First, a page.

Security and transition: tensions between two poles

The challenges the EU is facing are so tremendous that a new approach is needed in order to find common rules to play on the internal markets. The stiff competition from China and the U.S. makes that a revamping of the European industrial strategy is urgently required. This notwithstanding, the new strategic blueprint will have to face the fact that EU Member States have for long abandoned industrial policies, considered as geopolitical tools against other EU peers. 

Furthermore, the EU must face this transformation in a new energy reality. Almost deprived of Russian gas and still striving to find a new supply equilibrium, Europe aims to use the Mediterranean potential in terms of renewable energy. A strategic choice dictating brand new and lavish investments in cross-border infrastructures, but also the relocation of industrial clusters closer to areas with higher competitiveness in terms of energy inputs such as the same Mediterranean regions, limiting costs and public expenditures – read also subsidies – to be paid by EU citizens.

According to Italy’s Premier Meloni, the Action Plan with Germany brings bilateral cooperation “to a new level” and accelerates the intergovernmental dialogue after seven years without a proper political platform. 


With limited economic instruments to prop up the European Green Deal, including the new European Hydrogen Backbone, the debate about the efficient use of financial assistance for decarbonisation will surely feed back into the campaign for the next European elections, expected for next June. A fierce clash will endure for the next six months. On one hand, there is the current political majority, headed by President Ursula von der Leyen. On the other, the challengers right-wing parties belonging to the Identity and Democracy coalition in the European Parliament, summoned up in Florence just a few days ago by the League (Lega) and Italian Vice-Premier Matteo Salvini. Notably, Salvini directly called the allies in the current Italian government coalition Forza Italia (European People's Party) and Brothers of Italy (European Conservatives and Reformists) to “free Brussels” and to end the “extremism” of the energy transition supported by the Socialists and Green parties.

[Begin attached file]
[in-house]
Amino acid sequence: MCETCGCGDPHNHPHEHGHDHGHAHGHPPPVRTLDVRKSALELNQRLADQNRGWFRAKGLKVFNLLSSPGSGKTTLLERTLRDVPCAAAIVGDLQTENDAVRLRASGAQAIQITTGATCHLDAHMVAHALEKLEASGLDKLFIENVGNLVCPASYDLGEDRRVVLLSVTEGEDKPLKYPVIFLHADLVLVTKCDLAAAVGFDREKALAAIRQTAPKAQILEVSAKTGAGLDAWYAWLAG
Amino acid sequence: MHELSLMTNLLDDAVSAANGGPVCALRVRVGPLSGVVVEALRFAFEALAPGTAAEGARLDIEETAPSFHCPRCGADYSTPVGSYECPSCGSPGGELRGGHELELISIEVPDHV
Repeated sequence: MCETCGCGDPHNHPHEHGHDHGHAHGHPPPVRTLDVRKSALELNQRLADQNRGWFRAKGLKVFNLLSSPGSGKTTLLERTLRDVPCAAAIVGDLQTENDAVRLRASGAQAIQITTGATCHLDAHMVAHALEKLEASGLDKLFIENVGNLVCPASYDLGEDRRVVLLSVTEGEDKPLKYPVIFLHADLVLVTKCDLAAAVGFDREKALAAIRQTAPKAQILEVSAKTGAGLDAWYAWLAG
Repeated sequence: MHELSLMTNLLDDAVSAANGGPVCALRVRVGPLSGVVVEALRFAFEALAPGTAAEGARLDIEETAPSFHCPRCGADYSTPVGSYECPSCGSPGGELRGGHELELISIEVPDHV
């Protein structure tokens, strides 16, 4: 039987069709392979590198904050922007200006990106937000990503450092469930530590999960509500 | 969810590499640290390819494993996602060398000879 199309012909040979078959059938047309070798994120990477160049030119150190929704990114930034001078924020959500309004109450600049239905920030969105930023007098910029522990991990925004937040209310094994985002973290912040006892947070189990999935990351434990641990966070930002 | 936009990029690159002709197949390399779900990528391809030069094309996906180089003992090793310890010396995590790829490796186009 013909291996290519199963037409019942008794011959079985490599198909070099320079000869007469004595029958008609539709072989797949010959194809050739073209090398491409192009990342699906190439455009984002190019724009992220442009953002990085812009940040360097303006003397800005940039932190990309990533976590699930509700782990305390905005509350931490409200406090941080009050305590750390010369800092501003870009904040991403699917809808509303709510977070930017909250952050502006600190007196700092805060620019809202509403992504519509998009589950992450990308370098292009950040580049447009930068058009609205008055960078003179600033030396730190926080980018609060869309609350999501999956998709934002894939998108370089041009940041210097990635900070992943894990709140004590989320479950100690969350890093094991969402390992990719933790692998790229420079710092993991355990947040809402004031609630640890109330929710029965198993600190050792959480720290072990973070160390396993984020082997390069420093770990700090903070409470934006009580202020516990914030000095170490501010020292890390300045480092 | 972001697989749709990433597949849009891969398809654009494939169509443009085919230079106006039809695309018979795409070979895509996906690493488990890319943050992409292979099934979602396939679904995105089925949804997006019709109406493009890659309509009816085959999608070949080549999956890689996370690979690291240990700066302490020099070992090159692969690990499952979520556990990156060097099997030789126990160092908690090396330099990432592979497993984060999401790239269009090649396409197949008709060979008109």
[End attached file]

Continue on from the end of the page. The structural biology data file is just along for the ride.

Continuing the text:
A sign of the uncertain times ahead of us is the fact that the future of the South H2 Corridor is based on the political agreement between two coalitions sitting on very opposite sides of the European Parliament. Fairly anchored in right-wing and conservative ideologies, the Meloni government has focused the bilateral dialogue with a political partner as important as Germany on energy policies and strategies: probably the most divisive argument in the European political spectrum, together with migration policies. The German coalition led by SPD, together with Die Grünen and FDP, is a political alliance deeply characterised by environmental goals and the acceleration of the energy transition as a strategic element to face the challenges of a fragmented global economy. One thing to note is that Germany is the country investing the most in Europe on the future of hydrogen.

As we approach the European elections in mid-2024, these paradoxes will inevitably fuel the debate and the political implications could be dramatic for the future of the South H2 Corridor. Investors could be financially impacted and suffer consistent delays in the project implementation. Nonetheless, what is at stake here is much more fundamental, meaning the credibility of the EU energy security and transition strategies.

By Francesco Sassi for Oilprice.com

More Top Reads From Oilprice.com:

Download The Free Oilprice App Today

Back to homepage

Leave a comment

Leave a comment

EXXON Mobil -0.35
Open57.81 Trading Vol.6.96M Previous Vol.241.7B
BUY 57.15
Sell 57.00
Oilprice - The No. 1 Source for Oil & Energy News